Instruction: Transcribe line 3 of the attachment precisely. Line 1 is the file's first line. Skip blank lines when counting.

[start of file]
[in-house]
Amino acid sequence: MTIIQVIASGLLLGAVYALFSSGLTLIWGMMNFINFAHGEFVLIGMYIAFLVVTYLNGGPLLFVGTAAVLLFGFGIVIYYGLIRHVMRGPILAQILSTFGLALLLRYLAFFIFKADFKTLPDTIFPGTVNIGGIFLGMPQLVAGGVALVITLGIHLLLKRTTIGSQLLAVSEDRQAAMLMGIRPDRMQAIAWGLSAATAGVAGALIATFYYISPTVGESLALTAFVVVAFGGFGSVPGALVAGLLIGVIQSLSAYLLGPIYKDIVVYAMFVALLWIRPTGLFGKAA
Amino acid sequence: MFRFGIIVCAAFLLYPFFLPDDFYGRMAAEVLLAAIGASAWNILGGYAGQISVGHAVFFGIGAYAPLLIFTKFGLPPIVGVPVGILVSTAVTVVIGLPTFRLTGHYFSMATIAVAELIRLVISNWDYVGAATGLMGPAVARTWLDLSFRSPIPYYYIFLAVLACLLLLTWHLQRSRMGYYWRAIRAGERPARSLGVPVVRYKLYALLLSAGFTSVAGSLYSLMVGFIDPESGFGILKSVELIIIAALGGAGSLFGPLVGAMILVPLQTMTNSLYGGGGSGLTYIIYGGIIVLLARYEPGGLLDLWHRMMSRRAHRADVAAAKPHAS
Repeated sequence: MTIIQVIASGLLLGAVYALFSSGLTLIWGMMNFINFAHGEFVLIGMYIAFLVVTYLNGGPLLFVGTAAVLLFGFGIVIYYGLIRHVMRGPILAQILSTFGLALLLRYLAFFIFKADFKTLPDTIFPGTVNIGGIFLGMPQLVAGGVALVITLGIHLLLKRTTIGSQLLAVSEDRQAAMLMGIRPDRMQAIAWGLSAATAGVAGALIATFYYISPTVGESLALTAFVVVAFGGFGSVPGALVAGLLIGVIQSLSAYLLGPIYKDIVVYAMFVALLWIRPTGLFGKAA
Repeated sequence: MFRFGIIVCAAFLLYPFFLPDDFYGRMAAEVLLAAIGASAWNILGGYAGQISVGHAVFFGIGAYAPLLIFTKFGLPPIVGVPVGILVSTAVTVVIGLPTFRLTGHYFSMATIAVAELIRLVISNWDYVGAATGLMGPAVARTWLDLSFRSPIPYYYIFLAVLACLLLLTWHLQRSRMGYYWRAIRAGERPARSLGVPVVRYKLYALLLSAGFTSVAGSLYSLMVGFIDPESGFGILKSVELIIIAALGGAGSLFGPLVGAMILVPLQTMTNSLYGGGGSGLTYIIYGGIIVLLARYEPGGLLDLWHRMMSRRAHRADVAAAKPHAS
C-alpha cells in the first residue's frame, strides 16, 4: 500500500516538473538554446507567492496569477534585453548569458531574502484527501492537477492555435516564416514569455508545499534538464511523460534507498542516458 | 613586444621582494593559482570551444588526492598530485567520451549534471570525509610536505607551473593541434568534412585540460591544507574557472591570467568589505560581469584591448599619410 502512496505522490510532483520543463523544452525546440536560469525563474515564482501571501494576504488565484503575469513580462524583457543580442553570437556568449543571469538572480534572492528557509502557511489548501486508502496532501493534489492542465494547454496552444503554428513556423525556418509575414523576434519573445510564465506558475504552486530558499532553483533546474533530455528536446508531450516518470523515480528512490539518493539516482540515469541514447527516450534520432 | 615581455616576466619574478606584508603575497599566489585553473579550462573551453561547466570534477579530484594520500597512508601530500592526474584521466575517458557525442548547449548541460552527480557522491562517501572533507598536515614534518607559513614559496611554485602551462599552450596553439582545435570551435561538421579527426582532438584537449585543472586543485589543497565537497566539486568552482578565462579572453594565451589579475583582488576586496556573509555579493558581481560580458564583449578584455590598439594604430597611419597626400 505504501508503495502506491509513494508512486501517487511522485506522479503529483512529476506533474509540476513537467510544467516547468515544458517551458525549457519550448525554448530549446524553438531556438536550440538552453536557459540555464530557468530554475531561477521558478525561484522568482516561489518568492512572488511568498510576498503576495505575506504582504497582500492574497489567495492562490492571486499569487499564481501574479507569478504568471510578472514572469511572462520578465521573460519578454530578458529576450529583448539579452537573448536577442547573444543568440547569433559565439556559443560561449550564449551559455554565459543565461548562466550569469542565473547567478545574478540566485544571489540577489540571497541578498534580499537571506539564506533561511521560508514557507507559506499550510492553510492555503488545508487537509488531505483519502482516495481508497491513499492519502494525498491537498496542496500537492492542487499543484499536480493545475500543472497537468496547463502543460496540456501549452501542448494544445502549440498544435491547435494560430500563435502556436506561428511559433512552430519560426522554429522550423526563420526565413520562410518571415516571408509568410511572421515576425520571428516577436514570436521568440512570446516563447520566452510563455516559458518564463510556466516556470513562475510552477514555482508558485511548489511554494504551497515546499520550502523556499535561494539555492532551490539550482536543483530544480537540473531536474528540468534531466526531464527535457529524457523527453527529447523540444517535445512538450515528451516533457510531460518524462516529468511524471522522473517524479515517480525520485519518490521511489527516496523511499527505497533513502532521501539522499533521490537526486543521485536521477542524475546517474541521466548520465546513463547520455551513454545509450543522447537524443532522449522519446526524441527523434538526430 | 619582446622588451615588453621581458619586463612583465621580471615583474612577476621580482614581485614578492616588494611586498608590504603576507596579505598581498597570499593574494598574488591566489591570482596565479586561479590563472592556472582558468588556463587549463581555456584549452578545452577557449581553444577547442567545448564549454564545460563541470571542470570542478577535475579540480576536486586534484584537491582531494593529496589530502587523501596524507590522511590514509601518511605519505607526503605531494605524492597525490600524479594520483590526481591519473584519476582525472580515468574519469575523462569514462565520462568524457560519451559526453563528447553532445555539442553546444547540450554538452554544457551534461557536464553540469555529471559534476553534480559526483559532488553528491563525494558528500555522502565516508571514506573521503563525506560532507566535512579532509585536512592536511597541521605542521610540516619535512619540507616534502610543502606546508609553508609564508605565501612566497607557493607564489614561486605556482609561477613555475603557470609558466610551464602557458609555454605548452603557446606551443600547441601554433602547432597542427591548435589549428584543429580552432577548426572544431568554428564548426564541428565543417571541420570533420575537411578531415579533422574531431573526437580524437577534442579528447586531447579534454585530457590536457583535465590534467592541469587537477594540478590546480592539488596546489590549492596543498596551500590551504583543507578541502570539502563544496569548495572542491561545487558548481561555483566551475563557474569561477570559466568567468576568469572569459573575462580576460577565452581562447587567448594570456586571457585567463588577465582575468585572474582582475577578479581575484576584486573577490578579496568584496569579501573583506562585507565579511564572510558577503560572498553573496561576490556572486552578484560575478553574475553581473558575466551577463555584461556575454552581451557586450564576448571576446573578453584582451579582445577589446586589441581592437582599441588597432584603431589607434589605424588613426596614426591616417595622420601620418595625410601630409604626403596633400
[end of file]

Amino acid sequence: MFRFGIIVCAAFLLYPFFLPDDFYGRMAAEVLLAAIGASAWNILGGYAGQISVGHAVFFGIGAYAPLLIFTKFGLPPIVGVPVGILVSTAVTVVIGLPTFRLTGHYFSMATIAVAELIRLVISNWDYVGAATGLMGPAVARTWLDLSFRSPIPYYYIFLAVLACLLLLTWHLQRSRMGYYWRAIRAGERPARSLGVPVVRYKLYALLLSAGFTSVAGSLYSLMVGFIDPESGFGILKSVELIIIAALGGAGSLFGPLVGAMILVPLQTMTNSLYGGGGSGLTYIIYGGIIVLLARYEPGGLLDLWHRMMSRRAHRADVAAAKPHAS